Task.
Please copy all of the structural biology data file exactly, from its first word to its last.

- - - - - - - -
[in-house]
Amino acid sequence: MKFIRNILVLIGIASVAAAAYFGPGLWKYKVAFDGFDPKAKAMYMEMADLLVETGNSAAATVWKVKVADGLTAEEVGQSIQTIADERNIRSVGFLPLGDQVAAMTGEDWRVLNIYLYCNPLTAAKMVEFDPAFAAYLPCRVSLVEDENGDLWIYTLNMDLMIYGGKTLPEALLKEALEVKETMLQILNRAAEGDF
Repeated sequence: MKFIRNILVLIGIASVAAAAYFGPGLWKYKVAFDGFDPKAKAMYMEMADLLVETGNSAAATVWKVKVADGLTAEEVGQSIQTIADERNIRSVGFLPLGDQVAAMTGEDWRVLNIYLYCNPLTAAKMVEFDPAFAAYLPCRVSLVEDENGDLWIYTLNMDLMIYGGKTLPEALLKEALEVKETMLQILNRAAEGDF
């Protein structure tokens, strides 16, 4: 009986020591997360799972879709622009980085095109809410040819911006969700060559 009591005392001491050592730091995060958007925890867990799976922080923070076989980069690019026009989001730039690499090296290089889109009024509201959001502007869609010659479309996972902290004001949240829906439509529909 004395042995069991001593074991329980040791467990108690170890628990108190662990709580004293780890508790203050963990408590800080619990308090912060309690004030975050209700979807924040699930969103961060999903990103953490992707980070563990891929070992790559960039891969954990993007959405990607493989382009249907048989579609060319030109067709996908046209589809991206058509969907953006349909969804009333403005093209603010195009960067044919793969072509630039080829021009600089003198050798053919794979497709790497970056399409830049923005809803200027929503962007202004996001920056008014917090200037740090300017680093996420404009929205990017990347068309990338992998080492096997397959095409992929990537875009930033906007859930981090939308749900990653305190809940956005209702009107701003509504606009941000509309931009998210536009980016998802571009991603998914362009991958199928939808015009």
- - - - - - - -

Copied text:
[in-house]
Amino acid sequence: MKFIRNILVLIGIASVAAAAYFGPGLWKYKVAFDGFDPKAKAMYMEMADLLVETGNSAAATVWKVKVADGLTAEEVGQSIQTIADERNIRSVGFLPLGDQVAAMTGEDWRVLNIYLYCNPLTAAKMVEFDPAFAAYLPCRVSLVEDENGDLWIYTLNMDLMIYGGKTLPEALLKEALEVKETMLQILNRAAEGDF
Repeated sequence: MKFIRNILVLIGIASVAAAAYFGPGLWKYKVAFDGFDPKAKAMYMEMADLLVETGNSAAATVWKVKVADGLTAEEVGQSIQTIADERNIRSVGFLPLGDQVAAMTGEDWRVLNIYLYCNPLTAAKMVEFDPAFAAYLPCRVSLVEDENGDLWIYTLNMDLMIYGGKTLPEALLKEALEVKETMLQILNRAAEGDF
């Protein structure tokens, strides 16, 4: 009986020591997360799972879709622009980085095109809410040819911006969700060559 009591005392001491050592730091995060958007925890867990799976922080923070076989980069690019026009989001730039690499090296290089889109009024509201959001502007869609010659479309996972902290004001949240829906439509529909 004395042995069991001593074991329980040791467990108690170890628990108190662990709580004293780890508790203050963990408590800080619990308090912060309690004030975050209700979807924040699930969103961060999903990103953490992707980070563990891929070992790559960039891969954990993007959405990607493989382009249907048989579609060319030109067709996908046209589809991206058509969907953006349909969804009333403005093209603010195009960067044919793969072509630039080829021009600089003198050798053919794979497709790497970056399409830049923005809803200027929503962007202004996001920056008014917090200037740090300017680093996420404009929205990017990347068309990338992998080492096997397959095409992929990537875009930033906007859930981090939308749900990653305190809940956005209702009107701003509504606009941000509309931009998210536009980016998802571009991603998914362009991958199928939808015009």